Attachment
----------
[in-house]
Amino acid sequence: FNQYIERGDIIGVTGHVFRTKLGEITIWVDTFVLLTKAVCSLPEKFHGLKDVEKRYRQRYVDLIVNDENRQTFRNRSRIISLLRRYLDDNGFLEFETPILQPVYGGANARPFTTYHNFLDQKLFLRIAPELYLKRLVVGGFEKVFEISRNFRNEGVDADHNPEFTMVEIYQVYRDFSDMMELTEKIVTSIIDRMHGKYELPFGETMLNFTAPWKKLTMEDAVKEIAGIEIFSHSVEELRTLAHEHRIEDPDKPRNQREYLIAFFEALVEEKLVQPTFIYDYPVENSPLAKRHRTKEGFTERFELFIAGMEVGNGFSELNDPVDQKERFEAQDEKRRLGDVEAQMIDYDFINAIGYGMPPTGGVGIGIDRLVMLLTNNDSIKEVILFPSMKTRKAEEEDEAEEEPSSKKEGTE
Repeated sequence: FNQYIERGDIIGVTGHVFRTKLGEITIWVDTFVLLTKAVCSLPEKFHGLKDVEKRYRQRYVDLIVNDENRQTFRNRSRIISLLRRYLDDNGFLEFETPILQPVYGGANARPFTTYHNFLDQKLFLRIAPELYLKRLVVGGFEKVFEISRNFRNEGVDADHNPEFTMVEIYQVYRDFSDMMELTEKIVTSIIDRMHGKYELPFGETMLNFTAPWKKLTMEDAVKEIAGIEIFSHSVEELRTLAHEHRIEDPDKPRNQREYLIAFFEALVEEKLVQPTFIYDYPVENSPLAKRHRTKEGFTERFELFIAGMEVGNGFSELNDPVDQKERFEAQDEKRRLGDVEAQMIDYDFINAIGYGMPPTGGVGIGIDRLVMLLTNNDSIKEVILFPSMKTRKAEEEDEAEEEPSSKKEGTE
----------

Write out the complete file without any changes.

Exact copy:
[in-house]
Amino acid sequence: FNQYIERGDIIGVTGHVFRTKLGEITIWVDTFVLLTKAVCSLPEKFHGLKDVEKRYRQRYVDLIVNDENRQTFRNRSRIISLLRRYLDDNGFLEFETPILQPVYGGANARPFTTYHNFLDQKLFLRIAPELYLKRLVVGGFEKVFEISRNFRNEGVDADHNPEFTMVEIYQVYRDFSDMMELTEKIVTSIIDRMHGKYELPFGETMLNFTAPWKKLTMEDAVKEIAGIEIFSHSVEELRTLAHEHRIEDPDKPRNQREYLIAFFEALVEEKLVQPTFIYDYPVENSPLAKRHRTKEGFTERFELFIAGMEVGNGFSELNDPVDQKERFEAQDEKRRLGDVEAQMIDYDFINAIGYGMPPTGGVGIGIDRLVMLLTNNDSIKEVILFPSMKTRKAEEEDEAEEEPSSKKEGTE
Repeated sequence: FNQYIERGDIIGVTGHVFRTKLGEITIWVDTFVLLTKAVCSLPEKFHGLKDVEKRYRQRYVDLIVNDENRQTFRNRSRIISLLRRYLDDNGFLEFETPILQPVYGGANARPFTTYHNFLDQKLFLRIAPELYLKRLVVGGFEKVFEISRNFRNEGVDADHNPEFTMVEIYQVYRDFSDMMELTEKIVTSIIDRMHGKYELPFGETMLNFTAPWKKLTMEDAVKEIAGIEIFSHSVEELRTLAHEHRIEDPDKPRNQREYLIAFFEALVEEKLVQPTFIYDYPVENSPLAKRHRTKEGFTERFELFIAGMEVGNGFSELNDPVDQKERFEAQDEKRRLGDVEAQMIDYDFINAIGYGMPPTGGVGIGIDRLVMLLTNNDSIKEVILFPSMKTRKAEEEDEAEEEPSSKKEGTE